Queer Euripides, Part Two

Sarah Olsen is Assistant Professor of Classics at Williams College, USA, and Mario Telò is Professor of Classics and Critical Theory at the University of California, Berkeley, USA. Together, they are the editors of Queer Euripides, the first volume to reconsider the entire corpus of an ancient canonical author through the lens of queerness broadly conceived. In part two of this episode, we delve into what Euripides play our guests would see in the ancient past, as well as the classic figure they’d bring to a desert island. 

Queer Euripides book cover image

Queer Euripides, Part One

Sarah Olsen is Assistant Professor of Classics at Williams College, USA, and Mario Telò is Professor of Classics and Critical Theory at the University of California, Berkeley, USA. Together, they are the editors of Queer Euripides, the first volume to reconsider the entire corpus of an ancient canonical author through the lens of queerness broadly conceived. In part one of this episode, we delve into what we know about Euripides and what we can benefit from viewing his tragedies and other ancient materials through a queer lens, as well as the process of selecting contributors for this volume and much much more. Take a listen. 

The Future is Feminine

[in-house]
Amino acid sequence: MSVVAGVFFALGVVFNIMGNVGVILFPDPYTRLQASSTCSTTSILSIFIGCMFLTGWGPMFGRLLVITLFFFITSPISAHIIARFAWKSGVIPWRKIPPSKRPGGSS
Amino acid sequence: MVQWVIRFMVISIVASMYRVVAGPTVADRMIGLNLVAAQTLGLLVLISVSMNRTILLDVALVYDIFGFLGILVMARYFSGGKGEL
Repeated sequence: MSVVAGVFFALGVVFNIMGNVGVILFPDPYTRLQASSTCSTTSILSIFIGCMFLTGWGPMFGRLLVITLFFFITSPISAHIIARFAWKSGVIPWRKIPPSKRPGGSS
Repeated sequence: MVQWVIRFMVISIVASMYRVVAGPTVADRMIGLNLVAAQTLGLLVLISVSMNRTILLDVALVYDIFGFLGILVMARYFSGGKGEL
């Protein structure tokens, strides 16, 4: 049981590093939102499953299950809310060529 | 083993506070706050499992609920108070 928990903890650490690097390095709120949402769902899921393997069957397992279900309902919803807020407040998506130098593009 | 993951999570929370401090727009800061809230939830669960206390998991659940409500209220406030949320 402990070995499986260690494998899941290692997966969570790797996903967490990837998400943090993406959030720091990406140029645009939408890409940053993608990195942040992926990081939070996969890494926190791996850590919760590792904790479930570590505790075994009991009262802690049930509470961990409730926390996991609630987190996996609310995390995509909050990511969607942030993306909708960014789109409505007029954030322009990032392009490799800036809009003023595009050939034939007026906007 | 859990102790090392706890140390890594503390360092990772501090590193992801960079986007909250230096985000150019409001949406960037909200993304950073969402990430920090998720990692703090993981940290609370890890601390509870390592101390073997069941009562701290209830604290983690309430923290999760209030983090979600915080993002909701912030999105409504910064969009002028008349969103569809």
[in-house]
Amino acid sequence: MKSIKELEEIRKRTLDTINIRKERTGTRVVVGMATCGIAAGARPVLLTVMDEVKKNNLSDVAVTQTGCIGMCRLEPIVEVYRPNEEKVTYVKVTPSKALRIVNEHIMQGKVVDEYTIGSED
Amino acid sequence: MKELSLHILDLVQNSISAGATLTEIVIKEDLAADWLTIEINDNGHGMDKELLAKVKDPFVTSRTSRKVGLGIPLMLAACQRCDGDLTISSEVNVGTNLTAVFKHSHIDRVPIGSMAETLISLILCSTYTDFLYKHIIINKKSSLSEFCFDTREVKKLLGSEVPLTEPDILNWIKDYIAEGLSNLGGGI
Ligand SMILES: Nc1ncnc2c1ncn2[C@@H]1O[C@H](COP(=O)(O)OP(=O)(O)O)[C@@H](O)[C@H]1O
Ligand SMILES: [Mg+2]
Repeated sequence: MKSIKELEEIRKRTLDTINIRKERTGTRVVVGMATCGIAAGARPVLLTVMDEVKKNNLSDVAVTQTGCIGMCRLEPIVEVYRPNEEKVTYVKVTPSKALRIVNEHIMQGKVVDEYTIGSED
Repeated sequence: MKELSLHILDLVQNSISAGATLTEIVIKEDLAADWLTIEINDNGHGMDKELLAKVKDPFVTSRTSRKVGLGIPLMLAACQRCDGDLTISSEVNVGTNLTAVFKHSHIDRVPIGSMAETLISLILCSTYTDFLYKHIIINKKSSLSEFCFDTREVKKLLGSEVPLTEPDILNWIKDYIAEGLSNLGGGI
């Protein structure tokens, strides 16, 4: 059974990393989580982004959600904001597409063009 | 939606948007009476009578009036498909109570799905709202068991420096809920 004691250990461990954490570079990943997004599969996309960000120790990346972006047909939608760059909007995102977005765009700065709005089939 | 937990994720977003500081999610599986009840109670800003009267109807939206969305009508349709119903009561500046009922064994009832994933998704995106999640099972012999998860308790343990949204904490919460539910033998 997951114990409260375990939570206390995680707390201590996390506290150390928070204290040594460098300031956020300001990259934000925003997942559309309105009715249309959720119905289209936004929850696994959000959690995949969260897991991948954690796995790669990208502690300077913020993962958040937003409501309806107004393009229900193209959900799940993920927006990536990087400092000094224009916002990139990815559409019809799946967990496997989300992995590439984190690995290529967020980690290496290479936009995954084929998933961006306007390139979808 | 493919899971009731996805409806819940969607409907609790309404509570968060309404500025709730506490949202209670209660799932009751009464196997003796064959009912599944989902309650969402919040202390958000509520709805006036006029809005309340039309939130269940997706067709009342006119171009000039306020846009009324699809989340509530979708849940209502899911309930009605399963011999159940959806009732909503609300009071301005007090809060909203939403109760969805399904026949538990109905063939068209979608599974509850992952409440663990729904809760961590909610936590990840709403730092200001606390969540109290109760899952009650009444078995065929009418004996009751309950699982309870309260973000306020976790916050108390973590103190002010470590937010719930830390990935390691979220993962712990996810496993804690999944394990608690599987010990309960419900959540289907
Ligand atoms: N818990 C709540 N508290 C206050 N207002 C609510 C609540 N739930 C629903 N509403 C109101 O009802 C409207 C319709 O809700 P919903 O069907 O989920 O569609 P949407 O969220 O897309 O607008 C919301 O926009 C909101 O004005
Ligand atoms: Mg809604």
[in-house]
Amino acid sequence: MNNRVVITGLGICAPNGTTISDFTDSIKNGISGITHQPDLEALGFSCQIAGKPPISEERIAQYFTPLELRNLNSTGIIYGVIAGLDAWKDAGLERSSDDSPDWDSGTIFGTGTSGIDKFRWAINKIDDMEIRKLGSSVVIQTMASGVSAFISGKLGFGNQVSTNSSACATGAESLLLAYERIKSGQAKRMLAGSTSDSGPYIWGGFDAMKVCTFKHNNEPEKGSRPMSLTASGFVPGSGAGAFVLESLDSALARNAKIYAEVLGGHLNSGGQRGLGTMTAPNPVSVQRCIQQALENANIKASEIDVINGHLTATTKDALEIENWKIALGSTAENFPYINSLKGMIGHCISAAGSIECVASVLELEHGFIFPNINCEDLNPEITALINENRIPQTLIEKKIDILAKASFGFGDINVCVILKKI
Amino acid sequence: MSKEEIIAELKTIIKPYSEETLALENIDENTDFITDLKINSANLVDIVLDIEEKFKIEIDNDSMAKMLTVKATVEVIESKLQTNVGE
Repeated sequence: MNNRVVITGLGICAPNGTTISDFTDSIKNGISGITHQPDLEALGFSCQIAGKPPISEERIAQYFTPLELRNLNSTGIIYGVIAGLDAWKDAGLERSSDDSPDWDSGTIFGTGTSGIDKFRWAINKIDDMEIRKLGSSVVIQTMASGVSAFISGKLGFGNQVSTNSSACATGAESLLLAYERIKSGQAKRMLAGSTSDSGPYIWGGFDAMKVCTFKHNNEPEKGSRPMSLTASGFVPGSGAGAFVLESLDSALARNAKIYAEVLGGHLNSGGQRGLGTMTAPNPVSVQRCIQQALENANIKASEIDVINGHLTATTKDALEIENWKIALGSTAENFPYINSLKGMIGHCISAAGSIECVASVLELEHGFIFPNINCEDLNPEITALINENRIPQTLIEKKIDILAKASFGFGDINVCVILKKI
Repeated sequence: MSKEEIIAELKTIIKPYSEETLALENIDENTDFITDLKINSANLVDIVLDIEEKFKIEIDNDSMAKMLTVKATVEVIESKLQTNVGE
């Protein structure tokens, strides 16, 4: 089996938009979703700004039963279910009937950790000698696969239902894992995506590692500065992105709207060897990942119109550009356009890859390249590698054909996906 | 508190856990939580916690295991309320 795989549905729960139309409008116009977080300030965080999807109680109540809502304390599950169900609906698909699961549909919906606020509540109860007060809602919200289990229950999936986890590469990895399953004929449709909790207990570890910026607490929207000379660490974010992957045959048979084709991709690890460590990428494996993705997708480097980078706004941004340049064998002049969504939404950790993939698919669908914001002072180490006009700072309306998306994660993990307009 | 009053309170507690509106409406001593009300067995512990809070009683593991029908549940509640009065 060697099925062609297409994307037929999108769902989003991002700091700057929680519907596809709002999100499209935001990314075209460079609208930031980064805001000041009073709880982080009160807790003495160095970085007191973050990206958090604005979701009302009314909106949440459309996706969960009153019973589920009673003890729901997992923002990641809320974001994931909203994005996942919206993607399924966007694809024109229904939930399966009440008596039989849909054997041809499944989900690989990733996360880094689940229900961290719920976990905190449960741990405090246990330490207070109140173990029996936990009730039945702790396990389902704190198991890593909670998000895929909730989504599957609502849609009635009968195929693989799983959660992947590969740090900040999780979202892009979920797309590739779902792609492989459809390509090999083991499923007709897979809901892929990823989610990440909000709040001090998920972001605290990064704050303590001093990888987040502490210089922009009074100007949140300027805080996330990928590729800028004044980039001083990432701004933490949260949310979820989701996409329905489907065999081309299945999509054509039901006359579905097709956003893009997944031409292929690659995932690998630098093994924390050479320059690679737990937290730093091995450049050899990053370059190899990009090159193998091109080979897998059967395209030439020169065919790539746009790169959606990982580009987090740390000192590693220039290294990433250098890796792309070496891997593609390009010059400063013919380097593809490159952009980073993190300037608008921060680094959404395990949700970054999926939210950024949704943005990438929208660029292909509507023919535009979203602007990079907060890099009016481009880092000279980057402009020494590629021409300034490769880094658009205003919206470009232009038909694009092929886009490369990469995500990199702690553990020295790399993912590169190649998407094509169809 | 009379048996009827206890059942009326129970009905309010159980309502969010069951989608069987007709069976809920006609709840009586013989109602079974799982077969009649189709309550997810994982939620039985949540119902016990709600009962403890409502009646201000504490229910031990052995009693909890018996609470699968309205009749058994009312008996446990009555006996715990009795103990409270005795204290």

The Future is Feminine with Ciara Cremin, Part Two

We are continuing our conversation with Ciara Cremin about capitalism and what she refers to as the masculine disorder. We explore the relationship between far-right authoritarianism and masculinity, as well as the ways in which masculinity dominates leftist spaces.  Upon that reflection we discuss what it would look like to collectively reject masculinity, and what our future might look like if we all reconciled as a society with the feminine. 

The Future is Feminine

The Future is Feminine with Ciara Cremin, Part One

Ciara Cremin’s work draws on Marxist, psychoanalytic and critical theory perspectives to diagnose the human condition in capitalism today. In part one of this episode, we delve into the values, behaviors and aesthetic choices typically associated with masculinity and how these standards reproduce cycles of violence, the ways in which masculinity can be interpreted as a psychological disorder, how capitalism caters to masculinity, and much more.

Book cover image

The Methuen Drama Book of Trans Plays, Part Two

This is the first play anthology to offer eight new plays by trans playwrights featuring trans characters. It establishes a canon of contemporary American trans theatre which represents a variety of performance modes and genres. In part two of this episode, we talked to anthology editors Lindsey Mantoan, Angela Farr Schiller and Leanna Keyes about the importance of studying the work of trans artists, trans theatre is a form of activism, and what the editors hoped to achieve with this collection. 

Book cover image

The Methuen Drama Book of Trans Plays, Part One

This is the first play anthology to offer eight new plays by trans playwrights featuring trans characters. It establishes a canon of contemporary American trans theatre which represents a variety of performance modes and genres. We talked to anthology editors Lindsey Mantoan, Angela Farr Schiller and Leanna Keyes, about the plays selected, and how they explicitly call for trans characters as central protagonists in order to promote opportunities for trans performers.